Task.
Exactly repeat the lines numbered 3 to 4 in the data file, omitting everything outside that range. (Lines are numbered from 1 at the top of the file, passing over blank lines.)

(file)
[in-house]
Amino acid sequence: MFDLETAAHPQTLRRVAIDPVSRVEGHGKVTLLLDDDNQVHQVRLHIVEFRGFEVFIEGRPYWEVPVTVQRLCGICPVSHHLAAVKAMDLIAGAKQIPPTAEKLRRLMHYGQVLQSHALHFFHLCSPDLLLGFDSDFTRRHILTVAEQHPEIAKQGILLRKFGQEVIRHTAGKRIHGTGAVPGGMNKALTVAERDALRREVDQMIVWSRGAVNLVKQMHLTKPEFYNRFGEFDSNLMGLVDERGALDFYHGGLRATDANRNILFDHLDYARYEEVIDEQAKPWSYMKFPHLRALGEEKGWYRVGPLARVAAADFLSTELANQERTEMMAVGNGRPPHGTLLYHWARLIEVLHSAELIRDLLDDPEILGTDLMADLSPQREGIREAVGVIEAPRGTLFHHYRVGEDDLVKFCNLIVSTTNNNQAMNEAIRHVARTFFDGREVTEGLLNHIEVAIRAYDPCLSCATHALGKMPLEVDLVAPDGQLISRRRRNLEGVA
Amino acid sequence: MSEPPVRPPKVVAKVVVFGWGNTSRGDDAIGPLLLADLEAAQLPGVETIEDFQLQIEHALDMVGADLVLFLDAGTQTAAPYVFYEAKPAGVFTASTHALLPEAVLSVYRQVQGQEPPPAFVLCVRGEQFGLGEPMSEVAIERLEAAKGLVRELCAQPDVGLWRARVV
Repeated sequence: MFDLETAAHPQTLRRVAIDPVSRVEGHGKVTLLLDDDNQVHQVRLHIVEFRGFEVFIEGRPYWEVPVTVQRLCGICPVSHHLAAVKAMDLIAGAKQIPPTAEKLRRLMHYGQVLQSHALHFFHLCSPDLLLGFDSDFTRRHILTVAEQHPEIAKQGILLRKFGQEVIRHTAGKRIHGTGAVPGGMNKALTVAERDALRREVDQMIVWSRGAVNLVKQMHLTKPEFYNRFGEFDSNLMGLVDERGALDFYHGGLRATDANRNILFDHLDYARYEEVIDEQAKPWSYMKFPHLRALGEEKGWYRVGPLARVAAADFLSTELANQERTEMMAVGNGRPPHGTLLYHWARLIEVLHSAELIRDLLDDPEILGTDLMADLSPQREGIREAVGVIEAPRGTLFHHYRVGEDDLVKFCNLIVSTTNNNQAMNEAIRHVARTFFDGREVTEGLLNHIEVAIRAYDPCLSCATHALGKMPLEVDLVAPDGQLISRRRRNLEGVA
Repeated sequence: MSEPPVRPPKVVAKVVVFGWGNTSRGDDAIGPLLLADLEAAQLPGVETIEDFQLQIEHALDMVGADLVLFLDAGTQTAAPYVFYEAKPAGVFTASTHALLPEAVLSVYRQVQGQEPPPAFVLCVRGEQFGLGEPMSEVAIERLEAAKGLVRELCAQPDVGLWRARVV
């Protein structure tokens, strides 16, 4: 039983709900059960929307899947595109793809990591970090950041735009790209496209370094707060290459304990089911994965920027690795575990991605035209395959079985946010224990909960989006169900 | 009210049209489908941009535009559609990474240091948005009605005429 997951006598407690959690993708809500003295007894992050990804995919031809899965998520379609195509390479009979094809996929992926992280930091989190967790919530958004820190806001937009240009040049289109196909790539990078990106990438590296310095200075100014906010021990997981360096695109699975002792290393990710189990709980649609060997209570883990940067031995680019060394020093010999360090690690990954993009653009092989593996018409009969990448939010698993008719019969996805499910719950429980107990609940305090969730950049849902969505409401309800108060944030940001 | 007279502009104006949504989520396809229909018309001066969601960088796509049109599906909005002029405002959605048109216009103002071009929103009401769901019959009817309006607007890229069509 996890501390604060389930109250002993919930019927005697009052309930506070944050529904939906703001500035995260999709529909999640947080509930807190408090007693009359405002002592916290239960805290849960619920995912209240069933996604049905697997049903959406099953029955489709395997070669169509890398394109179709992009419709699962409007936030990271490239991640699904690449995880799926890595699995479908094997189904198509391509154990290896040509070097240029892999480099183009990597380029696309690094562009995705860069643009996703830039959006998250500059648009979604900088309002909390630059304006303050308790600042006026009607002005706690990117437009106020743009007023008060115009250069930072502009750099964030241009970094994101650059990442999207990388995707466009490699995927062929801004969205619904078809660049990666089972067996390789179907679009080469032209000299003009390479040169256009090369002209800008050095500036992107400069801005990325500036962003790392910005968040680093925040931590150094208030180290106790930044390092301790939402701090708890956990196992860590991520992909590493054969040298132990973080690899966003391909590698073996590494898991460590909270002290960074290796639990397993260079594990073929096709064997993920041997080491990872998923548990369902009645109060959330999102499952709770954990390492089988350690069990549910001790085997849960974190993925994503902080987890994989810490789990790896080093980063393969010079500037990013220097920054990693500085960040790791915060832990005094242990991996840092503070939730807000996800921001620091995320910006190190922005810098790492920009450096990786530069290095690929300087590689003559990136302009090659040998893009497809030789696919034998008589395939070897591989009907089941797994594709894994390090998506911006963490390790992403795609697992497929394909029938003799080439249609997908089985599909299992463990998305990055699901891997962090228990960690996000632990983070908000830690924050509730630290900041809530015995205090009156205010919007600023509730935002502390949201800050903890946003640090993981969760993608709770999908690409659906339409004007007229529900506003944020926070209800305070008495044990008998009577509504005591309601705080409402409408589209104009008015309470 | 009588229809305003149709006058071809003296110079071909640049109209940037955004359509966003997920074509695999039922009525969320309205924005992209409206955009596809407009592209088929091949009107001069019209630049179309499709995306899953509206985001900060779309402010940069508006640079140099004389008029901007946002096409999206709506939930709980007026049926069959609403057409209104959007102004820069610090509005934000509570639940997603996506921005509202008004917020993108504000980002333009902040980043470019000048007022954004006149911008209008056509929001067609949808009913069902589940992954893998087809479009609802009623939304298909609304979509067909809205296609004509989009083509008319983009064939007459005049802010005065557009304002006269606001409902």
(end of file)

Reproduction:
Amino acid sequence: MSEPPVRPPKVVAKVVVFGWGNTSRGDDAIGPLLLADLEAAQLPGVETIEDFQLQIEHALDMVGADLVLFLDAGTQTAAPYVFYEAKPAGVFTASTHALLPEAVLSVYRQVQGQEPPPAFVLCVRGEQFGLGEPMSEVAIERLEAAKGLVRELCAQPDVGLWRARVV
Repeated sequence: MFDLETAAHPQTLRRVAIDPVSRVEGHGKVTLLLDDDNQVHQVRLHIVEFRGFEVFIEGRPYWEVPVTVQRLCGICPVSHHLAAVKAMDLIAGAKQIPPTAEKLRRLMHYGQVLQSHALHFFHLCSPDLLLGFDSDFTRRHILTVAEQHPEIAKQGILLRKFGQEVIRHTAGKRIHGTGAVPGGMNKALTVAERDALRREVDQMIVWSRGAVNLVKQMHLTKPEFYNRFGEFDSNLMGLVDERGALDFYHGGLRATDANRNILFDHLDYARYEEVIDEQAKPWSYMKFPHLRALGEEKGWYRVGPLARVAAADFLSTELANQERTEMMAVGNGRPPHGTLLYHWARLIEVLHSAELIRDLLDDPEILGTDLMADLSPQREGIREAVGVIEAPRGTLFHHYRVGEDDLVKFCNLIVSTTNNNQAMNEAIRHVARTFFDGREVTEGLLNHIEVAIRAYDPCLSCATHALGKMPLEVDLVAPDGQLISRRRRNLEGVA